Yes, straight razors can be extremely good for shaving your head if you know how to use and. However, if you don’t know how to use one and aren’t willing to put in the effort to learn, then they’re about as good as a butter knife.
Straight razors are different from other razors in that you can’t just pick up one and start using it. Before you even get to shaving with one, there are certain maintenance items that need to be addressed such as honing and stropping.
If you buy a brand new straight razor, then there is a good chance that it will need to be honed. Some websites offer honing/sharpening services that will put a shaving edge on the razors. A shaving edge basically makes the straight razor sharp enough to cut through your hair.
You might even be able to find websites that sell “shave ready” straight razors which are razors that they have honed before selling to and. If you’ve already bought a straight razor and it wasn’t shave ready, then you simply just need to learn how to hone it yourself or send it out to someone who offers honing services. I recommend having someone experienced hone your straight razor when you first start shaving, so you have a properly honed straight razor to learn with.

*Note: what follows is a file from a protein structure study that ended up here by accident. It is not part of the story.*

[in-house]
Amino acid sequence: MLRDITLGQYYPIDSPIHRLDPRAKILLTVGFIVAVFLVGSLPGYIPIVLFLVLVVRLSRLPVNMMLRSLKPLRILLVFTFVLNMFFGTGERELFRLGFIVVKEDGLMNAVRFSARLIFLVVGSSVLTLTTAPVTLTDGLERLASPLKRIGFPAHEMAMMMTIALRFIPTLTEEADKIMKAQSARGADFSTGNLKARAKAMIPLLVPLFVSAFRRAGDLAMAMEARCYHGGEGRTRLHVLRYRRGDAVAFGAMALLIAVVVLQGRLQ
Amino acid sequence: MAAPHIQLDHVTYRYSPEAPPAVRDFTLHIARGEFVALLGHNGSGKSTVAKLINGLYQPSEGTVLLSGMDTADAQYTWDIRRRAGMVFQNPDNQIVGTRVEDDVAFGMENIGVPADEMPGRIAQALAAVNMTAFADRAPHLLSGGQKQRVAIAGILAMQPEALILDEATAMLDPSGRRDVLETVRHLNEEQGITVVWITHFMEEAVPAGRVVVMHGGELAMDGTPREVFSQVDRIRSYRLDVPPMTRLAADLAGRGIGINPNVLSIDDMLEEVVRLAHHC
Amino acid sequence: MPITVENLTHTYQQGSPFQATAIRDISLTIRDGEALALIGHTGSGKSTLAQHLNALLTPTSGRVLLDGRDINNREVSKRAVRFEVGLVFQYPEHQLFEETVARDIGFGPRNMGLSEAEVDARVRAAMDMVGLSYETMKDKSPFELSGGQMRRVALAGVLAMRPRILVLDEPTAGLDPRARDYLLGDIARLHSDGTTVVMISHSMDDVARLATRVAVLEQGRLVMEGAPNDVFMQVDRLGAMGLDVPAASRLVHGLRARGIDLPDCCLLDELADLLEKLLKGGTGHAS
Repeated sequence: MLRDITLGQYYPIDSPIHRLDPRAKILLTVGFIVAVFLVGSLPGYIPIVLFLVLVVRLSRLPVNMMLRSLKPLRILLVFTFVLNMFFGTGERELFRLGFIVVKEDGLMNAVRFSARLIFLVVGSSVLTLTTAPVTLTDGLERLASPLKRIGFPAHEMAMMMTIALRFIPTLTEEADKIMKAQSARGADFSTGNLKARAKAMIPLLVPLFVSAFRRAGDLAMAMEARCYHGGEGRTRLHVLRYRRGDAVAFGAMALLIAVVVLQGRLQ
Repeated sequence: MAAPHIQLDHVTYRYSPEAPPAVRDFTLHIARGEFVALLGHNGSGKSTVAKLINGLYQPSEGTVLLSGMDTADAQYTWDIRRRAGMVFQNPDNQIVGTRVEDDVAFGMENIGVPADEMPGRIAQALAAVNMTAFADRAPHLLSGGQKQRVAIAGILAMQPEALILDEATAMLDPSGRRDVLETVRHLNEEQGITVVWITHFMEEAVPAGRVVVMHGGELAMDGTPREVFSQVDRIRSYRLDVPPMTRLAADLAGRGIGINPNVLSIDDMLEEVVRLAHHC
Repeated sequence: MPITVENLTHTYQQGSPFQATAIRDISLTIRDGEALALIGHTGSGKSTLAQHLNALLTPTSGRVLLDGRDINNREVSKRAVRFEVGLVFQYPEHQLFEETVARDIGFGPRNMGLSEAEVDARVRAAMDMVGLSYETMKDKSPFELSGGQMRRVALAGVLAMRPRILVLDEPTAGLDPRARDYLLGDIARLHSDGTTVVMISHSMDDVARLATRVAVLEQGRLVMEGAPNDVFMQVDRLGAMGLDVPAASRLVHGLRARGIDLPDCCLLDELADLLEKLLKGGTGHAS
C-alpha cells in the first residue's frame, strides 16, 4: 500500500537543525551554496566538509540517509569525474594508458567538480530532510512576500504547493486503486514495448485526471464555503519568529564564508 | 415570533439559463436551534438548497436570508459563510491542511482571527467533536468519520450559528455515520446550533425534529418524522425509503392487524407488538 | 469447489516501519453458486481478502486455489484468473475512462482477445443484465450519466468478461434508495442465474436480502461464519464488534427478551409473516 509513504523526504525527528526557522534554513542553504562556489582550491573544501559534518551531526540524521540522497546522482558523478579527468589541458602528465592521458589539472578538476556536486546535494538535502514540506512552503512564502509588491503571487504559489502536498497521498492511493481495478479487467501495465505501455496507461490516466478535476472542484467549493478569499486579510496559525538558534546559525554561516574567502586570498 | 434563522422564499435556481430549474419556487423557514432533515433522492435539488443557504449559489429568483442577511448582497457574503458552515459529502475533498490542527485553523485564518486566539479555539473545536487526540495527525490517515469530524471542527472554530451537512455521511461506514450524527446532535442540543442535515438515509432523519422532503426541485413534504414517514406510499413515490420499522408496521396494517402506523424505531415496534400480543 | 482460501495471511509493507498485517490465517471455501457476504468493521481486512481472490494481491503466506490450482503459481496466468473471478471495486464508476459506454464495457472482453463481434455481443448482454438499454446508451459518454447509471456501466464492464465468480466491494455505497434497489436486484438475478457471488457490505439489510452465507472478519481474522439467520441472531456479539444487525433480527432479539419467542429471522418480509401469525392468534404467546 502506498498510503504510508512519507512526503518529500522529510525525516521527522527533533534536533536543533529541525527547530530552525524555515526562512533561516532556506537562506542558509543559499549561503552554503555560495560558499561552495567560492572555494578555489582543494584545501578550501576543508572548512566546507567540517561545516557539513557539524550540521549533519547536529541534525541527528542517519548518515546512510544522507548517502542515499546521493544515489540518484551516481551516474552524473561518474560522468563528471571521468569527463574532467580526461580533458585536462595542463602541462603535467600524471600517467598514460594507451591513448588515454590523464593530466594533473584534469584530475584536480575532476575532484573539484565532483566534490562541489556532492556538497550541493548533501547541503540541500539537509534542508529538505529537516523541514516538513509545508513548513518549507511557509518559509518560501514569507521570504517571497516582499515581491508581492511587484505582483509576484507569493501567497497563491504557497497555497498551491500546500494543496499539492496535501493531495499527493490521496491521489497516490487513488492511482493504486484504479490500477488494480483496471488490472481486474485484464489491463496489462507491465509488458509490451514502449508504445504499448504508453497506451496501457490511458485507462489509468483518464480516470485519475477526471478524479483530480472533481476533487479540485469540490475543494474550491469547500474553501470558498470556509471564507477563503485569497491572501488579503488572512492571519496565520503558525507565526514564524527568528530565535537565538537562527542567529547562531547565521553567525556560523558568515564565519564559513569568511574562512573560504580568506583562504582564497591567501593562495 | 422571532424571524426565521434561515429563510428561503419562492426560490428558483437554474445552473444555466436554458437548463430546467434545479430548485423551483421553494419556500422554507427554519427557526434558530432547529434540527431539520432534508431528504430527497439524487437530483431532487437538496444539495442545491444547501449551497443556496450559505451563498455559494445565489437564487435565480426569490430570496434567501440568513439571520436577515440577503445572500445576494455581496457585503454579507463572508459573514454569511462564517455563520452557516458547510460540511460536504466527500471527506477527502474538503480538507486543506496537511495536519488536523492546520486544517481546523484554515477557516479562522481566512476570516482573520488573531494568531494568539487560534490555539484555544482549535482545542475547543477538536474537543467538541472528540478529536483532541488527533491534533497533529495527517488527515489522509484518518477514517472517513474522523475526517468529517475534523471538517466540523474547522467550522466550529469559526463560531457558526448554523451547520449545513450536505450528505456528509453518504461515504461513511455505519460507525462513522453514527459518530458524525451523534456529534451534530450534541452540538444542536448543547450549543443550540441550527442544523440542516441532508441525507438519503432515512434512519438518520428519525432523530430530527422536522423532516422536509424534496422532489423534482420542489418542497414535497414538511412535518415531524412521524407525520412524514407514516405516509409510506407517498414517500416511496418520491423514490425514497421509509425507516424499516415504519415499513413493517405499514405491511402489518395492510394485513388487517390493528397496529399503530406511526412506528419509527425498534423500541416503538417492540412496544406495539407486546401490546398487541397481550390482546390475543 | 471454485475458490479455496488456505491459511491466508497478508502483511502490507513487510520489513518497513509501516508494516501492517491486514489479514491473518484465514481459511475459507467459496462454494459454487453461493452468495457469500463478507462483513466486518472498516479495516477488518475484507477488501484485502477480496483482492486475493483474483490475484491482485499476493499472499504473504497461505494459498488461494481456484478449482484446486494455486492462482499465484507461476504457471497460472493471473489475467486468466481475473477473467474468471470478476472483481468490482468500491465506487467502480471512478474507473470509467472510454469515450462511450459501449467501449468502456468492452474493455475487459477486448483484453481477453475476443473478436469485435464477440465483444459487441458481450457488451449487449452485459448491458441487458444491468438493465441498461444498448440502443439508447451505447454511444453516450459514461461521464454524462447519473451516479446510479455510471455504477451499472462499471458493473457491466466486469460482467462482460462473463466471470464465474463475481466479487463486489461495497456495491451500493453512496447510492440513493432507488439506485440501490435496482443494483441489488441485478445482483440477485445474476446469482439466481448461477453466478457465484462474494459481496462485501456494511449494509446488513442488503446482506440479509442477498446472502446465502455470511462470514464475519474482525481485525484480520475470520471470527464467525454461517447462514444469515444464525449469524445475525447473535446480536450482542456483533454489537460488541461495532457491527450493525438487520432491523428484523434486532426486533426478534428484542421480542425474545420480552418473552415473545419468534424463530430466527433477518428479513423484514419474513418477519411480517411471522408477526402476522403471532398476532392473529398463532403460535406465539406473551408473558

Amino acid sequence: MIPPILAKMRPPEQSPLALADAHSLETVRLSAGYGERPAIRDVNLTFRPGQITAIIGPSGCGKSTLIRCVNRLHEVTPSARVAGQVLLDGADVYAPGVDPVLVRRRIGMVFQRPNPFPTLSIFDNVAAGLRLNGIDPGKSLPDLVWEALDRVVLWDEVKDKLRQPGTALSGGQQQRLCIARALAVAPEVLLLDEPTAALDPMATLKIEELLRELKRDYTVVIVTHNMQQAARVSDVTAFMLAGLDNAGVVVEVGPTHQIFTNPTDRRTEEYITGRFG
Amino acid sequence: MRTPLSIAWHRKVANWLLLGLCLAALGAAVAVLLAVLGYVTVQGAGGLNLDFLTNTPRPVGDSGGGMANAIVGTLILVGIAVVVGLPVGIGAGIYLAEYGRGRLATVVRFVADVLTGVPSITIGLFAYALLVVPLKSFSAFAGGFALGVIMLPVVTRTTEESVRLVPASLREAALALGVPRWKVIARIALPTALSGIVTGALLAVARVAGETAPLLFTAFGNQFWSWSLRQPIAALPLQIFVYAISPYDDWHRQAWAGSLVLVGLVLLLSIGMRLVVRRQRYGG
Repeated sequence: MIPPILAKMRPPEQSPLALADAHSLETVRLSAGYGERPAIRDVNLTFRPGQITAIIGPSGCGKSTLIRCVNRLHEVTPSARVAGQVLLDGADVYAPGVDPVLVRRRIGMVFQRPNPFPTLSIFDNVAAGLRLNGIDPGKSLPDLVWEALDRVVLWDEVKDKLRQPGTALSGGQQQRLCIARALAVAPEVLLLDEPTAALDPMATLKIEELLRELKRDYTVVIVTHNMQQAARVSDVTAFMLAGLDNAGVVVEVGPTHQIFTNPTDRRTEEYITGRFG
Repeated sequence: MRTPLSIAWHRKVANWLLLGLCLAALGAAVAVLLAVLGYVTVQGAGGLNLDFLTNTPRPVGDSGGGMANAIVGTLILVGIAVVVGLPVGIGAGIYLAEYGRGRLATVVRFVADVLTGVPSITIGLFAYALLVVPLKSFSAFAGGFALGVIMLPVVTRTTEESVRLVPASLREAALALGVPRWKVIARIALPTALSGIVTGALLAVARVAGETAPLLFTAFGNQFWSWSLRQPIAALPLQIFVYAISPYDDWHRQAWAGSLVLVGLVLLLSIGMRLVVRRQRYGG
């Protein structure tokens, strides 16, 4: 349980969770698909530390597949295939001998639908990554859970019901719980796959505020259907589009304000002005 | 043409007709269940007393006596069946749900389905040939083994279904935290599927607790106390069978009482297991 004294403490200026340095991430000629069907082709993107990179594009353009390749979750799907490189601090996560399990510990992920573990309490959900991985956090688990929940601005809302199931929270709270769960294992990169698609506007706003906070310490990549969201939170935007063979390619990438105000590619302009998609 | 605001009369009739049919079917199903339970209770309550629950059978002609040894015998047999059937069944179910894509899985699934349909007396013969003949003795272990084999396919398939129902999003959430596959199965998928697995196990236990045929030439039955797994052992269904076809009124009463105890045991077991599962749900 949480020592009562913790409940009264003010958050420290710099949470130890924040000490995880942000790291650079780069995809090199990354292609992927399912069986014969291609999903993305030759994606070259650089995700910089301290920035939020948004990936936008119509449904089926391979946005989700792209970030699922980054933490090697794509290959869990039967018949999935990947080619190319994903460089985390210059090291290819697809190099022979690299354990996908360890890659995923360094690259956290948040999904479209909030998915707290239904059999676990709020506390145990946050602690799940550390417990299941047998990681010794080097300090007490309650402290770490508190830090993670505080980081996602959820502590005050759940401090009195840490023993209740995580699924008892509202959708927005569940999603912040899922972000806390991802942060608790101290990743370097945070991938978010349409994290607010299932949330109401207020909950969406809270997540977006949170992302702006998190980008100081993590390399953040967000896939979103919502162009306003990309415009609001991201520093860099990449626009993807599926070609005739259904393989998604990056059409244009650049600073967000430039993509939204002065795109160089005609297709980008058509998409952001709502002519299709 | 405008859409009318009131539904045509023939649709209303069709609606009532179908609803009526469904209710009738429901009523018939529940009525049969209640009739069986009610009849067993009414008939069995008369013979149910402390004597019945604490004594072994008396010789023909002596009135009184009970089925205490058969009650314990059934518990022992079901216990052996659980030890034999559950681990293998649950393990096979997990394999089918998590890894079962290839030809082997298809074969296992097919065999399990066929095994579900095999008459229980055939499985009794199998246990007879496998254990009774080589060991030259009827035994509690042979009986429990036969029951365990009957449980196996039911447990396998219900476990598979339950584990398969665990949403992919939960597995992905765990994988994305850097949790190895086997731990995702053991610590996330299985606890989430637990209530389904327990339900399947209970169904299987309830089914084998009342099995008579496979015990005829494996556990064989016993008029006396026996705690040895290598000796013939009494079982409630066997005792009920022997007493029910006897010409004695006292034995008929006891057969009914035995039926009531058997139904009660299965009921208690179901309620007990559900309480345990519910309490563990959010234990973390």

Sort of off topic, but n case you’re wondering yes there are companies today that still make brand new straight razors and companies that will sell and to you. You don’t have resort to going to antique shops to find a straight razor. Just go online to buy one. There are more websites that sell and than you might think. If you find a really cool antique razor at an antique shop, and chances are you can find the exact same one being sold online in better condition and for a lower price.
Once you have a properly honed straight razor you can shave with it. Typically you strop a straight razor before you shave with one, but if it’s your first time shaving with a straight razor and you paid someone else to hone it, then I recommend you skip the stropping for the first shave. This is because you don’t want to potentially mess up the straight razor’s edge by improperly stropping it. If you’re new to straight razors, then you’re probably new to stropping as well and there’s definitely some risk that you may “roll the edge” while you’re stropping it.